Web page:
Songs by Composer Stephen Flaherty with lyrics and book by Lynn Ahrens, range from melodic and touching to laughter-inducing to rocking. Flaherty and Ahrens also wrote Once on This Island and Ragtime and have been nominated for 20 Tonys (winning best score for Ragtime), and two academy awards for the animated film musical Anastasia. The SEUSSICAL optimism is contagious and molded deftly from the writings, with memorable songs like “How Lucky You Are,” and the touching refrain from “Horton Hears a Who”: “…A person's a person, no matter how small.” There is plenty of poignancy in their lyrics, and even a call to thinking large in “Alone in the Universe.”  

The musical direction of Tal Ariel, who is new to musical theatre, has enabled these marvelous performances. A jazz, rock and blues pianist and teacher and commercial producer and composer, he has an outsider’s touch that infuses a realism to the music and a strong beat that moves the young actors. He treated us gray hairs to some pre-show surprises, featuring “White Room” by Cream as one of the warm up instrumentals; it was a breath of fresh air, and much better than some prissy and pretentious show-tune. He put a great band together, and they rock the house while supporting the singers. The first act, the night I attended, had a bit too much bass which obscured the lyrics—incredibly important to Seuss; but much to the credit of the sound tech and the band, they fixed it for act two. 

Not all is aesthetic perfection. The ground plan of a laterally bisecting scaffold foreshortens the deep Julia Morgan stage and truncates much of the action by eliminating interesting diagonal movement. Too often a horde of an ensemble is lined up laterally on the stage. The stage pictures are most effective when five or fewer actors are in the scene. The set dressing of immediately recognizable flowers and fronds emblematic of the world of Seuss take us to that childhood place even in the preset. While many of the costumes are straight from the books, the clashing colors and stripes and patterns when crunched together in the cramped playing-space make the eyes recoil.  

Used to be that the way children learned theatre was to act with adults, model their performance upon those pros, then do it their own way only better. The Berkeley Playhouse has revived this part of performance pedagogy, and the teen and child actors more than hold their own in accompanying their betters. It’s amazing, all the incredible art, talent, and schooling that exists here in this little city of less than 110K. And the Playhouse is quickly working its way to being counted as another Berkeley treasure as directed by the artistic sensibilities of Elizabeth McKoy and the executive and education expertise of Jerry Foust.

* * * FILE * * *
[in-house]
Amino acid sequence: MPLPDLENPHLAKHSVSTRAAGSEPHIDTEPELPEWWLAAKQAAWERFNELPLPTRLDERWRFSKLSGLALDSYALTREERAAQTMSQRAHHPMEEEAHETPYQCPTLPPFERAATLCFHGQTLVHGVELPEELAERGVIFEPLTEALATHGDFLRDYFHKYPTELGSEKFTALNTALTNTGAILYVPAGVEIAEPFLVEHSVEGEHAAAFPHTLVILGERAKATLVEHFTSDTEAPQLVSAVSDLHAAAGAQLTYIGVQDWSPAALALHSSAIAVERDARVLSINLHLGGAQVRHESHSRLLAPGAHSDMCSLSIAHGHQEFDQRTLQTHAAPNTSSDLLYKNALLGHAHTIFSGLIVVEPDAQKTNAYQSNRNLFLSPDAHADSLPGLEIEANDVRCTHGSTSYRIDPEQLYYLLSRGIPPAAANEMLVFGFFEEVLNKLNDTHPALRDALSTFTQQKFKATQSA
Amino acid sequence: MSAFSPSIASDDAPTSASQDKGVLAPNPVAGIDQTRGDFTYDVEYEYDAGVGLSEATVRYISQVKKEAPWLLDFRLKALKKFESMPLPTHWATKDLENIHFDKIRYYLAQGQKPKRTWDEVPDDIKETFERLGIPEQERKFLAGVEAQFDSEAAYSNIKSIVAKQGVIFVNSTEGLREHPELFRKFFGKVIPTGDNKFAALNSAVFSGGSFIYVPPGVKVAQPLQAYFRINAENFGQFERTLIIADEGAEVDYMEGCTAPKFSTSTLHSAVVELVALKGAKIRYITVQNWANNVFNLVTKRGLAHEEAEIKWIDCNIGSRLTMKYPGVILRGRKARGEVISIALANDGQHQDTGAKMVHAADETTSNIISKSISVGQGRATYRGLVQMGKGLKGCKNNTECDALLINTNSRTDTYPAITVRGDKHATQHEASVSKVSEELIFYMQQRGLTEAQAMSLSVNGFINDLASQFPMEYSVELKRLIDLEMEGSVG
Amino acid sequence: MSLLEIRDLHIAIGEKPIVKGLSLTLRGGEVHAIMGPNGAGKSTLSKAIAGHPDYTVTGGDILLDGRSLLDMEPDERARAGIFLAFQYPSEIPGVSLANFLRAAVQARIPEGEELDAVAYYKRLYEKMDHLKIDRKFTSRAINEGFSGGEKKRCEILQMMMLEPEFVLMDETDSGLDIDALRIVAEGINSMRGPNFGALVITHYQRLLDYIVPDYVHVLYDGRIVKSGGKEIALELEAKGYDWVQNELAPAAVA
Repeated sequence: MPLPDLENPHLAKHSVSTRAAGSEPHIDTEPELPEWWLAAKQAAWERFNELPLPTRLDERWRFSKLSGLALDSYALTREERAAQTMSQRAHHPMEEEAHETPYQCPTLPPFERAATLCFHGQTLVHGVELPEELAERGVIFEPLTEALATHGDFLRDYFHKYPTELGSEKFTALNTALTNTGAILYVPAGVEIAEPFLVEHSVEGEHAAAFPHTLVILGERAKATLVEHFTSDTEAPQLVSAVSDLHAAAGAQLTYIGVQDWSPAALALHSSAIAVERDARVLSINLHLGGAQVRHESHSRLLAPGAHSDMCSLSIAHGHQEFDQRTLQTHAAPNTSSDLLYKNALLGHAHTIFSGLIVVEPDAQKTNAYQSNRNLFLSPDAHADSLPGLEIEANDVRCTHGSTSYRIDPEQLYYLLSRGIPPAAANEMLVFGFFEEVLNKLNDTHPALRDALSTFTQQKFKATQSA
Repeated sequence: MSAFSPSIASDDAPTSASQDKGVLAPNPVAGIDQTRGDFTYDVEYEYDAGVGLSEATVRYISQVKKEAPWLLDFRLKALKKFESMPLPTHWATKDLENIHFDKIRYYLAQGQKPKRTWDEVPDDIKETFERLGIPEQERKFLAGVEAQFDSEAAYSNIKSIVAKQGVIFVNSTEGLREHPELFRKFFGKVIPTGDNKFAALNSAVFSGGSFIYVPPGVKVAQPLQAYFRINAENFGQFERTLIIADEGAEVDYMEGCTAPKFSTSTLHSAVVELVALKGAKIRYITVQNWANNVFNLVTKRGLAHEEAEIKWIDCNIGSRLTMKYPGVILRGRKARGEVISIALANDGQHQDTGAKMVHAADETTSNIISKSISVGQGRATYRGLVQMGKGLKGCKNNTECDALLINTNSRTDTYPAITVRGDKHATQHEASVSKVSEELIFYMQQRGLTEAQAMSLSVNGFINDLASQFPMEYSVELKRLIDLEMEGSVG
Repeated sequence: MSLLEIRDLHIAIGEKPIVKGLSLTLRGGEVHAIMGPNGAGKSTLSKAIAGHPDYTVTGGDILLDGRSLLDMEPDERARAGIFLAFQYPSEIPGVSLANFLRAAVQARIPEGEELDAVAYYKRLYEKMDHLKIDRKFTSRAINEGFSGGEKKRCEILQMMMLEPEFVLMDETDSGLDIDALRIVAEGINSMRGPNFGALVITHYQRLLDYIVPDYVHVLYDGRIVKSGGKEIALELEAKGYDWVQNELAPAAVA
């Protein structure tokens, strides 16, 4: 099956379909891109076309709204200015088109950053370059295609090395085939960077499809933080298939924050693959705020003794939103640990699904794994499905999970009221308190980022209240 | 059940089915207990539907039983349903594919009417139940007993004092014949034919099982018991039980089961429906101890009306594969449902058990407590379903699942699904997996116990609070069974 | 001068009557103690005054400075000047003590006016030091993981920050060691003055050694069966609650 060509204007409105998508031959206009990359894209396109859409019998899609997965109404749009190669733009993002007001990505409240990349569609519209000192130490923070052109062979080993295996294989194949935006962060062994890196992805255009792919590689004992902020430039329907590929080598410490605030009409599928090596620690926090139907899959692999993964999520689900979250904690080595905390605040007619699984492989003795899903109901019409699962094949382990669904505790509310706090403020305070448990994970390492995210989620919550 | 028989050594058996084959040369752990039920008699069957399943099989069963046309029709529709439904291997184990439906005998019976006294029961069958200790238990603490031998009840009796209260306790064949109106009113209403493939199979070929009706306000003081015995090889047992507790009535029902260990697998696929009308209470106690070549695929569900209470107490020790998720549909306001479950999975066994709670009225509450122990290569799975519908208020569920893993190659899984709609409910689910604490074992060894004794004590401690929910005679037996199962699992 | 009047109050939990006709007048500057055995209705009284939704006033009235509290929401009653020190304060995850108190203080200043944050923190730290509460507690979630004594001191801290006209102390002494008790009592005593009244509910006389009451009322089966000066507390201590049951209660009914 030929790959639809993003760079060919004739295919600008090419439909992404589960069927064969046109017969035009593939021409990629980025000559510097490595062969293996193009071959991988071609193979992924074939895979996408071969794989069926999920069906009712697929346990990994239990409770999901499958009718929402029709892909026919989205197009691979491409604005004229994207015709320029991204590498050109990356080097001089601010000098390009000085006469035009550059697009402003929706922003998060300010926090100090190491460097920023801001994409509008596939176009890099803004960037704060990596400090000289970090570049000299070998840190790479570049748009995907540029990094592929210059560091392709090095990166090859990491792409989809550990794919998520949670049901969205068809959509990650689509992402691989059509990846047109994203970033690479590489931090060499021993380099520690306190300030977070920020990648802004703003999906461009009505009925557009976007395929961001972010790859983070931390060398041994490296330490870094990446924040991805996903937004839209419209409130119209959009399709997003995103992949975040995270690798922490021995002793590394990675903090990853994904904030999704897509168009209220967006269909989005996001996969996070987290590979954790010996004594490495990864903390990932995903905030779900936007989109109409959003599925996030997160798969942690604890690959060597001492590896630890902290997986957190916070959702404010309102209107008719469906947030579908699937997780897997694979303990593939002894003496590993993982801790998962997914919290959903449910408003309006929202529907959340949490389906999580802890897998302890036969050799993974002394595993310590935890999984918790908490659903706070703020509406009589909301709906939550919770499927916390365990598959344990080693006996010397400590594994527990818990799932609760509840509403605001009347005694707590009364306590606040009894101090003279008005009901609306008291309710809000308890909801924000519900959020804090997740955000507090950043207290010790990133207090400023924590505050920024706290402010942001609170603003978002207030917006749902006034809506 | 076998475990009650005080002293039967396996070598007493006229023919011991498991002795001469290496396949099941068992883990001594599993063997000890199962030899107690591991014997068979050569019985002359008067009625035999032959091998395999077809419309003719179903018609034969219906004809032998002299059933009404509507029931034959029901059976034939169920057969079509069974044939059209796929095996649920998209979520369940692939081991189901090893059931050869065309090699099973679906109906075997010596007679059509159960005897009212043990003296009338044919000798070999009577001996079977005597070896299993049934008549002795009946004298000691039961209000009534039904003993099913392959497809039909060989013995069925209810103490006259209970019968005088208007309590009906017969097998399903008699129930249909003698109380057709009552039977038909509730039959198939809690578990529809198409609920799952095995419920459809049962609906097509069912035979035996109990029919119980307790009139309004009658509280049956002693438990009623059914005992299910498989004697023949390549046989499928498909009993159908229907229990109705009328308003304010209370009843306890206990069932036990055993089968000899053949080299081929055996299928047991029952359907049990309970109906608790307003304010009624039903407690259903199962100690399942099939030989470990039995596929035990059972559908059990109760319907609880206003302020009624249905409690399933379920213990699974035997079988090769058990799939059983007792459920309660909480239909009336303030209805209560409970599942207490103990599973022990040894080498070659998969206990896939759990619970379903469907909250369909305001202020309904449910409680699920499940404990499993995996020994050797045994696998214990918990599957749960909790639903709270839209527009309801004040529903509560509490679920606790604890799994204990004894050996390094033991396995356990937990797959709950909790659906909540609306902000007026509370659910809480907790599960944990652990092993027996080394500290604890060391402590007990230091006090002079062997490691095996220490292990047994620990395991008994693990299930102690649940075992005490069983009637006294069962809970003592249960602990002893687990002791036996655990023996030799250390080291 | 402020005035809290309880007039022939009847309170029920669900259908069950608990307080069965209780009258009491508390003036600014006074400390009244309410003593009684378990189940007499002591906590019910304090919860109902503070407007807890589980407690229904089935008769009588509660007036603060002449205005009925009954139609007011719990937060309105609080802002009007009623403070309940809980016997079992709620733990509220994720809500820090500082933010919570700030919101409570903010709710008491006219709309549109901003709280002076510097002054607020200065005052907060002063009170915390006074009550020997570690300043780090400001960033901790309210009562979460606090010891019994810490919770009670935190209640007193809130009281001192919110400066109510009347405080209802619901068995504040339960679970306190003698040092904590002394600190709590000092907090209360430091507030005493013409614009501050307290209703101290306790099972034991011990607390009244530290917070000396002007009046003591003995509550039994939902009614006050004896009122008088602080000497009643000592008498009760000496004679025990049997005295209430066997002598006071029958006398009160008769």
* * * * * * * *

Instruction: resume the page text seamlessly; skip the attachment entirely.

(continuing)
If you’ve got kids, don’t miss it. Like all good (and smart) children’s entertainment, there is as much there for Dad and Mom as for Sis and Bud. If you don’t have kids, but you were raised on Seuss, take a chance on this critic’s word and have a good time. I never knew what I was missing, and you’ll feel the same way, too.  

These tidbits may ease any fear of cloying syrupiness to get you over the hurdle: 

· While at Dartmouth, Geisel was caught drunk on gin with his cronies from the humor magazine and was forbidden to write for them as punishment—so he wrote secretly and signed his articles “Seuss.”  

· He was a political cartoonist for the NYC Leftist paper “PM.”  

· He was the Commander of the Animation Dept. of the First Motion Picture Unit of the US Army Air Force.  

· He won the 1947 Academy Award for Documentary Feature for a study of Japanese Culture entitledDesign for Death. 

· He won the 1950 Academy Award for Animated Short for Gerald McBoing-Boing.  

· “In May 1954, Life magazine published a report on illiteracy among school children, which concluded that children were not learning to read because their books were boring. Accordingly, William Ellsworth Spaulding, the director of the education division at Houghton Mifflin who later became its Chairman, compiled a list of 348 words he felt were important for first-graders to recognize,and asked Geisel to cut the list to 250 words and write a book using only those words. Spaulding challenged Geisel to "bring back a book children can't put down." Nine months later, Geisel, using 236 of the words given to him, completed The Cat in the Hat.”(from “Wikipedia: Dr. Seuss”): 


Music by Stephen Flaherty and lyrics and book by Lynn Ahrens 

Directed by Kimberly Dooley 


Playing through August 14th  


2640 College Ave., Berkeley CA